There are moments when writing and self-publishing your book can be fun, like coming up with plot twists, creating a world for your characters to inhabit, and seeing cover design ideas become reality. Other elements of your self-published book might be less fun: proofreading, editing, formatting, and creating an index or glossary. But at Self-Publishing Relief, our experts know indexes are a staple of nonfiction and are found in almost every nonfiction book. And in nonfiction books or fiction where the world you’ve created has its own words, phrases, or creatures, a glossary can help your readers stay engaged instead of scratching their heads in confusion. Here’s how to create an index or glossary for your book.
Create An Index Or Glossary For Your Book
First, let’s clear up what an index is…
What’s an index? Typically found in the back pages of a book, an index is a list of topics found within the book. Each topic is marked with the page number or numbers on which it can be found in the book itself.
Is an index a table of contents? No. A table of contents (typically found in the front of the book) only notes the beginning of each chapter. An index covers the entire book, whether or not a given topic is found on the first page of a chapter. And yes, your self-published nonfiction book should have both!
Is an index a glossary? If you’re writing an elaborate fantasy world or a book exploring a certain culture that includes a high volume of foreign-language terms, you may find it helpful to build a glossary for your book. Rather than locating topics within the book, a glossary serves as a brief and focused dictionary, defining terms specific to your book’s world.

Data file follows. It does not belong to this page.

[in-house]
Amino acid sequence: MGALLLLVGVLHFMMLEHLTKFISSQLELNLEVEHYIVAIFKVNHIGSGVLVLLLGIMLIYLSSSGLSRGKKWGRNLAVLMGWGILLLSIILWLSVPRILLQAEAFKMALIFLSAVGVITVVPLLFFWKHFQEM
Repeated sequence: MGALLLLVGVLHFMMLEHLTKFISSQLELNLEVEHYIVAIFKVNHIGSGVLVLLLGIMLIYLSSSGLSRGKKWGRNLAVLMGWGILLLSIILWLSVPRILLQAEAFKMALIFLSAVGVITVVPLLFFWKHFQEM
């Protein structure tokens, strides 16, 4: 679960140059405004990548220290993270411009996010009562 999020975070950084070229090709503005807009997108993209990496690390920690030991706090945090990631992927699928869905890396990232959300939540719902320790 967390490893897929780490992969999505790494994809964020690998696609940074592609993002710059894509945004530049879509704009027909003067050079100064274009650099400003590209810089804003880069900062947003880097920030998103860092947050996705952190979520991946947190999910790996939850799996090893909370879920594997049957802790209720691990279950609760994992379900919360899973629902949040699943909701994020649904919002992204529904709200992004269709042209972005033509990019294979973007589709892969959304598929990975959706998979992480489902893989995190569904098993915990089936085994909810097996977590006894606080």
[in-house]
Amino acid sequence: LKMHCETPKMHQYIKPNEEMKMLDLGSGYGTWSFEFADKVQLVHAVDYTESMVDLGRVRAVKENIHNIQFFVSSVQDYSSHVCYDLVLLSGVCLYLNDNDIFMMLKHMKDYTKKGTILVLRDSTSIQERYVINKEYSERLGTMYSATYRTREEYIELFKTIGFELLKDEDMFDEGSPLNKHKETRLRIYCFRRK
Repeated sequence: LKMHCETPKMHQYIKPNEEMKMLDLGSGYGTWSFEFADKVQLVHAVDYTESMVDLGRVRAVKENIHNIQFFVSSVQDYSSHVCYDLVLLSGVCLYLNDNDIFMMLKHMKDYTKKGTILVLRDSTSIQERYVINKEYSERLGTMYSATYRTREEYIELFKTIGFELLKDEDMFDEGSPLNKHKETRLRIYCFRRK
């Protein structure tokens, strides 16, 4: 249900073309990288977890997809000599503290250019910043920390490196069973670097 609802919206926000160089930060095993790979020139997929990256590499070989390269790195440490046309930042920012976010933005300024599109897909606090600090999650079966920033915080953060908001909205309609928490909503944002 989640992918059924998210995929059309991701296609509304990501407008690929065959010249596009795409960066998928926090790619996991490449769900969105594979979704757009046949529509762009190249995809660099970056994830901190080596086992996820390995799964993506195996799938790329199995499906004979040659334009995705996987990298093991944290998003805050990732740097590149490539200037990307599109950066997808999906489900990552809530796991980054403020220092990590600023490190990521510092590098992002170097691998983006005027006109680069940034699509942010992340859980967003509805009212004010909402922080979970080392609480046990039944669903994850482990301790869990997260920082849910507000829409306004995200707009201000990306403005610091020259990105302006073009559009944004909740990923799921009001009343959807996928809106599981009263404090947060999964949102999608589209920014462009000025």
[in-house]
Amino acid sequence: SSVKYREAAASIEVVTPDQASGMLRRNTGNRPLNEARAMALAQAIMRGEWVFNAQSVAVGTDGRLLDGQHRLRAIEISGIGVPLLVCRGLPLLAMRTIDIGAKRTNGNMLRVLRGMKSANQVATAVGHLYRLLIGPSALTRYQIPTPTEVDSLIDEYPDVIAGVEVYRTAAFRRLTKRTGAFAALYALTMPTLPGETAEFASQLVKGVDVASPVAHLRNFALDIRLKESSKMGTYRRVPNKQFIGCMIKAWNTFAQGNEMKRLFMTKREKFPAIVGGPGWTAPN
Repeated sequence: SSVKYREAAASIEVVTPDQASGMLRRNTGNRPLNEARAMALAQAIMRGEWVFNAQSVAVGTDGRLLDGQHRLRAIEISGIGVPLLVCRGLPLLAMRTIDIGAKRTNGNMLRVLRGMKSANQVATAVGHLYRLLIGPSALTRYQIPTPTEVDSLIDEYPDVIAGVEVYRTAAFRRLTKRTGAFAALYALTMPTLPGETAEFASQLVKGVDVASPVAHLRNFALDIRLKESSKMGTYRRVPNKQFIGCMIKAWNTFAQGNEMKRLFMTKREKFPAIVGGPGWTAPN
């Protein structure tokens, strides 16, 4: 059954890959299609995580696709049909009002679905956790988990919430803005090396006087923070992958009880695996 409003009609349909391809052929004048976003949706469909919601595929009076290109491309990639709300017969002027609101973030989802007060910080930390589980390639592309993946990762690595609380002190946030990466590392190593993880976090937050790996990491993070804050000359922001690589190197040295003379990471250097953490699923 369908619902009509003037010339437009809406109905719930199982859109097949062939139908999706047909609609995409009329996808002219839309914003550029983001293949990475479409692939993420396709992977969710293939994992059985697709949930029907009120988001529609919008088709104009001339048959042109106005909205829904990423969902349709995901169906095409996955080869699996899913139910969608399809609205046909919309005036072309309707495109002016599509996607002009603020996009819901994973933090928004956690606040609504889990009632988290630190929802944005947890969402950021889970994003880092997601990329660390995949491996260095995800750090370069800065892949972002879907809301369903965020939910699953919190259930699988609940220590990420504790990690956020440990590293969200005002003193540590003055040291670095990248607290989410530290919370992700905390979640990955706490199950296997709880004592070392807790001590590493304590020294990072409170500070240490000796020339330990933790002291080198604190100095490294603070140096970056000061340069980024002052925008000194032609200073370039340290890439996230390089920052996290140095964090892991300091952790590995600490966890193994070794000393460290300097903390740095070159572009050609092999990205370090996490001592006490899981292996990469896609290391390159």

Why Your Nonfiction Book Needs An Index
Self-publishing is a great option for nonfiction books, and nonfiction books of any subgenre should also have indexes. It’s such a standard of the genre that readers will question the quality of your writing or research if one is missing. Here are three important reasons to organize your book’s information with an index:
- An index helps readers “preview” a print copy of your book. If prospective readers are looking for certain topics, an index will tell them at a glance whether it’s covered in your book. If the topic is listed in your index—hooray, you just made a book sale! If not—also hooray, because you likely just prevented a bad review from a disgruntled reader who paid for the book but couldn’t find what they wanted!
- The index helps readers revisit information. Perhaps readers will use your self-published nonfiction book as a central research or educational text, or make your recipes over and over. An index allows them to easily return to information they’ve found interesting or helpful before.
- Your index can help with marketing. You can use your index to tease the information that’s in your book and get readers excited about its release! For example, consider sharing elements of your index prior to publication in your newsletter or on your blog. And if you’re selling your self-published book via Amazon, be sure to include your index in the “Look Inside the Book” preview.